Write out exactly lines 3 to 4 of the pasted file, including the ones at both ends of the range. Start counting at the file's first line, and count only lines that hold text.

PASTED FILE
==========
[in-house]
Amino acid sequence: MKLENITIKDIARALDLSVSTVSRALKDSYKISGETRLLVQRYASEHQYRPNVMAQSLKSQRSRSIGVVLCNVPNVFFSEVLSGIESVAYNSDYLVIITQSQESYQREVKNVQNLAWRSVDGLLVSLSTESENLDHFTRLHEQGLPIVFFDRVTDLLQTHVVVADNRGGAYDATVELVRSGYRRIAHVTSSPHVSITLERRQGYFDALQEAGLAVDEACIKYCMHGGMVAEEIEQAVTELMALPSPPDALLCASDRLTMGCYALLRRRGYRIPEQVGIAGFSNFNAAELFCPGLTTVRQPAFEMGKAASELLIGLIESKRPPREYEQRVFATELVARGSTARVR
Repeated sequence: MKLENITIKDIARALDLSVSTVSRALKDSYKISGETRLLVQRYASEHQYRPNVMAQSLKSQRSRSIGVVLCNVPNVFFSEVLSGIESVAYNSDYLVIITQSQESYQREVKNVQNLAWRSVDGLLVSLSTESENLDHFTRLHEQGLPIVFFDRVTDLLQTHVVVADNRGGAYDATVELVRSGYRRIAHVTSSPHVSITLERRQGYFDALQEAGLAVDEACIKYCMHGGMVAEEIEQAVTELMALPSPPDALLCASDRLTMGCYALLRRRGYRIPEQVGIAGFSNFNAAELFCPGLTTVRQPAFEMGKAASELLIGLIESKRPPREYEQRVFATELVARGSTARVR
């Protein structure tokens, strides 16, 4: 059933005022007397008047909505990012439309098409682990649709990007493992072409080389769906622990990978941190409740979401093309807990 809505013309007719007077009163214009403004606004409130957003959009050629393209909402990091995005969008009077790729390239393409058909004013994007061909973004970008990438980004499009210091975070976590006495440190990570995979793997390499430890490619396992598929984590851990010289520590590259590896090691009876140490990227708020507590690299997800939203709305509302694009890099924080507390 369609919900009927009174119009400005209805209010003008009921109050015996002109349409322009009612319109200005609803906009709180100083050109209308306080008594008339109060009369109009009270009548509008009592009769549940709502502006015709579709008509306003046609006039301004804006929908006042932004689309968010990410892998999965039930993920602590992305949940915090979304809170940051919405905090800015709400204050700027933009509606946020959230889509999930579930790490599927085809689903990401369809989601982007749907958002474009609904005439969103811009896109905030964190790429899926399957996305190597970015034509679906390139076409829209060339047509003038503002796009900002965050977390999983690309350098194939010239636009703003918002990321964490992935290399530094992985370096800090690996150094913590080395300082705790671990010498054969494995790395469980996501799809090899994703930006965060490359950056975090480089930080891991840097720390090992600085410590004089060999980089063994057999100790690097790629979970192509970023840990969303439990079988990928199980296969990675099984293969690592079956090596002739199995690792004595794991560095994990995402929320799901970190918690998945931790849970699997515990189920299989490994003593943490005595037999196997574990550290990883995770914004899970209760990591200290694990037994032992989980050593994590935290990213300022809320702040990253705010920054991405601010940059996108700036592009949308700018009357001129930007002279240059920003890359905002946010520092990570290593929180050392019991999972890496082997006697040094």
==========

Repeated sequence: MKLENITIKDIARALDLSVSTVSRALKDSYKISGETRLLVQRYASEHQYRPNVMAQSLKSQRSRSIGVVLCNVPNVFFSEVLSGIESVAYNSDYLVIITQSQESYQREVKNVQNLAWRSVDGLLVSLSTESENLDHFTRLHEQGLPIVFFDRVTDLLQTHVVVADNRGGAYDATVELVRSGYRRIAHVTSSPHVSITLERRQGYFDALQEAGLAVDEACIKYCMHGGMVAEEIEQAVTELMALPSPPDALLCASDRLTMGCYALLRRRGYRIPEQVGIAGFSNFNAAELFCPGLTTVRQPAFEMGKAASELLIGLIESKRPPREYEQRVFATELVARGSTARVR
């Protein structure tokens, strides 16, 4: 059933005022007397008047909505990012439309098409682990649709990007493992072409080389769906622990990978941190409740979401093309807990 809505013309007719007077009163214009403004606004409130957003959009050629393209909402990091995005969008009077790729390239393409058909004013994007061909973004970008990438980004499009210091975070976590006495440190990570995979793997390499430890490619396992598929984590851990010289520590590259590896090691009876140490990227708020507590690299997800939203709305509302694009890099924080507390 369609919900009927009174119009400005209805209010003008009921109050015996002109349409322009009612319109200005609803906009709180100083050109209308306080008594008339109060009369109009009270009548509008009592009769549940709502502006015709579709008509306003046609006039301004804006929908006042932004689309968010990410892998999965039930993920602590992305949940915090979304809170940051919405905090800015709400204050700027933009509606946020959230889509999930579930790490599927085809689903990401369809989601982007749907958002474009609904005439969103811009896109905030964190790429899926399957996305190597970015034509679906390139076409829209060339047509003038503002796009900002965050977390999983690309350098194939010239636009703003918002990321964490992935290399530094992985370096800090690996150094913590080395300082705790671990010498054969494995790395469980996501799809090899994703930006965060490359950056975090480089930080891991840097720390090992600085410590004089060999980089063994057999100790690097790629979970192509970023840990969303439990079988990928199980296969990675099984293969690592079956090596002739199995690792004595794991560095994990995402929320799901970190918690998945931790849970699997515990189920299989490994003593943490005595037999196997574990550290990883995770914004899970209760990591200290694990037994032992989980050593994590935290990213300022809320702040990253705010920054991405601010940059996108700036592009949308700018009357001129930007002279240059920003890359905002946010520092990570290593929180050392019991999972890496082997006697040094």